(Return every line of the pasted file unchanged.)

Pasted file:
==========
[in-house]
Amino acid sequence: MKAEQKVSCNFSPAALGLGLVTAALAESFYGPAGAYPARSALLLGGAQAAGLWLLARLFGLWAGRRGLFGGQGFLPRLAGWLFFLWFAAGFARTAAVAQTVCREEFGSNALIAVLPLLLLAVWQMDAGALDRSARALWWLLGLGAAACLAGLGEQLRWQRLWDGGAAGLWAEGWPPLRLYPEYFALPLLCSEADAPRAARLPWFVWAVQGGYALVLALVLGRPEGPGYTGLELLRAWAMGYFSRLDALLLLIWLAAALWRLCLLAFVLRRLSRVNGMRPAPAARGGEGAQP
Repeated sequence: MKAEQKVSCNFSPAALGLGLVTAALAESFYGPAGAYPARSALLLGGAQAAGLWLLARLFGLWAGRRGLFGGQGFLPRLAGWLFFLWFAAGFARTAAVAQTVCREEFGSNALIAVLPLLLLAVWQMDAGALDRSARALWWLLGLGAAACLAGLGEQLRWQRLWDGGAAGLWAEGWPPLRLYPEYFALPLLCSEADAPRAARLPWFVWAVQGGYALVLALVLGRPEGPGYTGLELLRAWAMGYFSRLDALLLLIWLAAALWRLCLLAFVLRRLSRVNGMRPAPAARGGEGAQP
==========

[in-house]
Amino acid sequence: MKAEQKVSCNFSPAALGLGLVTAALAESFYGPAGAYPARSALLLGGAQAAGLWLLARLFGLWAGRRGLFGGQGFLPRLAGWLFFLWFAAGFARTAAVAQTVCREEFGSNALIAVLPLLLLAVWQMDAGALDRSARALWWLLGLGAAACLAGLGEQLRWQRLWDGGAAGLWAEGWPPLRLYPEYFALPLLCSEADAPRAARLPWFVWAVQGGYALVLALVLGRPEGPGYTGLELLRAWAMGYFSRLDALLLLIWLAAALWRLCLLAFVLRRLSRVNGMRPAPAARGGEGAQP
Repeated sequence: MKAEQKVSCNFSPAALGLGLVTAALAESFYGPAGAYPARSALLLGGAQAAGLWLLARLFGLWAGRRGLFGGQGFLPRLAGWLFFLWFAAGFARTAAVAQTVCREEFGSNALIAVLPLLLLAVWQMDAGALDRSARALWWLLGLGAAACLAGLGEQLRWQRLWDGGAAGLWAEGWPPLRLYPEYFALPLLCSEADAPRAARLPWFVWAVQGGYALVLALVLGRPEGPGYTGLELLRAWAMGYFSRLDALLLLIWLAAALWRLCLLAFVLRRLSRVNGMRPAPAARGGEGAQP